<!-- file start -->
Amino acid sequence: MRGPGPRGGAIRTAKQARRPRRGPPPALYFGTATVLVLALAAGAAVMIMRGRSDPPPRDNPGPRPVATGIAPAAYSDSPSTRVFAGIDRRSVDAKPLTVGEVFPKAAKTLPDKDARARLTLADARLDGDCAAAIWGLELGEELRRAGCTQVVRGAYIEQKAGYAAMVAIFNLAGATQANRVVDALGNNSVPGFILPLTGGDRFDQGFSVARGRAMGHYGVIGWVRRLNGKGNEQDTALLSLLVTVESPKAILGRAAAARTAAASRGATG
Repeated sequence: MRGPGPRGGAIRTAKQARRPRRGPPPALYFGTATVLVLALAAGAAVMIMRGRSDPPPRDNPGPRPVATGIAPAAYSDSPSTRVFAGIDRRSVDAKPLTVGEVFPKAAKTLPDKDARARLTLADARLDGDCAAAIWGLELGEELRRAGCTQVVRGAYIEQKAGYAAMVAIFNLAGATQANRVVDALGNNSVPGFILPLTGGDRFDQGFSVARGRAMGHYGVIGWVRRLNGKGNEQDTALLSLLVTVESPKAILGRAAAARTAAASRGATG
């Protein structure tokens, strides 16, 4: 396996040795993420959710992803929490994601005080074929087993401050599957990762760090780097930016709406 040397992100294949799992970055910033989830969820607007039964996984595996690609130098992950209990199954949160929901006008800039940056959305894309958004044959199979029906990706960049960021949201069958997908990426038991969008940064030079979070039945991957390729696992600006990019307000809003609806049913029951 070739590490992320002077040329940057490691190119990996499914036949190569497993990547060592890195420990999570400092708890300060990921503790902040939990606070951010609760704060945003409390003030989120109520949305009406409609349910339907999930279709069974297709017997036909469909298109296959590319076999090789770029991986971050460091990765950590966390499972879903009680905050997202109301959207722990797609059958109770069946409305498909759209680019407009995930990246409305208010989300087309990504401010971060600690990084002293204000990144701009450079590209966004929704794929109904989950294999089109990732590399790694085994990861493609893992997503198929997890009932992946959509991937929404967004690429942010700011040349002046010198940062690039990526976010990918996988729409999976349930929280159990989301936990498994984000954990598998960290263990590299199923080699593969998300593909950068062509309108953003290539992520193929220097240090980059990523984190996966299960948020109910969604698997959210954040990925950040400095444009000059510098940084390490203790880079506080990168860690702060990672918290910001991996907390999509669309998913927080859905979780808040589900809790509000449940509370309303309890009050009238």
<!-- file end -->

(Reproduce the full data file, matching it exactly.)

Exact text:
Amino acid sequence: MRGPGPRGGAIRTAKQARRPRRGPPPALYFGTATVLVLALAAGAAVMIMRGRSDPPPRDNPGPRPVATGIAPAAYSDSPSTRVFAGIDRRSVDAKPLTVGEVFPKAAKTLPDKDARARLTLADARLDGDCAAAIWGLELGEELRRAGCTQVVRGAYIEQKAGYAAMVAIFNLAGATQANRVVDALGNNSVPGFILPLTGGDRFDQGFSVARGRAMGHYGVIGWVRRLNGKGNEQDTALLSLLVTVESPKAILGRAAAARTAAASRGATG
Repeated sequence: MRGPGPRGGAIRTAKQARRPRRGPPPALYFGTATVLVLALAAGAAVMIMRGRSDPPPRDNPGPRPVATGIAPAAYSDSPSTRVFAGIDRRSVDAKPLTVGEVFPKAAKTLPDKDARARLTLADARLDGDCAAAIWGLELGEELRRAGCTQVVRGAYIEQKAGYAAMVAIFNLAGATQANRVVDALGNNSVPGFILPLTGGDRFDQGFSVARGRAMGHYGVIGWVRRLNGKGNEQDTALLSLLVTVESPKAILGRAAAARTAAASRGATG
């Protein structure tokens, strides 16, 4: 396996040795993420959710992803929490994601005080074929087993401050599957990762760090780097930016709406 040397992100294949799992970055910033989830969820607007039964996984595996690609130098992950209990199954949160929901006008800039940056959305894309958004044959199979029906990706960049960021949201069958997908990426038991969008940064030079979070039945991957390729696992600006990019307000809003609806049913029951 070739590490992320002077040329940057490691190119990996499914036949190569497993990547060592890195420990999570400092708890300060990921503790902040939990606070951010609760704060945003409390003030989120109520949305009406409609349910339907999930279709069974297709017997036909469909298109296959590319076999090789770029991986971050460091990765950590966390499972879903009680905050997202109301959207722990797609059958109770069946409305498909759209680019407009995930990246409305208010989300087309990504401010971060600690990084002293204000990144701009450079590209966004929704794929109904989950294999089109990732590399790694085994990861493609893992997503198929997890009932992946959509991937929404967004690429942010700011040349002046010198940062690039990526976010990918996988729409999976349930929280159990989301936990498994984000954990598998960290263990590299199923080699593969998300593909950068062509309108953003290539992520193929220097240090980059990523984190996966299960948020109910969604698997959210954040990925950040400095444009000059510098940084390490203790880079506080990168860690702060990672918290910001991996907390999509669309998913927080859905979780808040589900809790509000449940509370309303309890009050009238």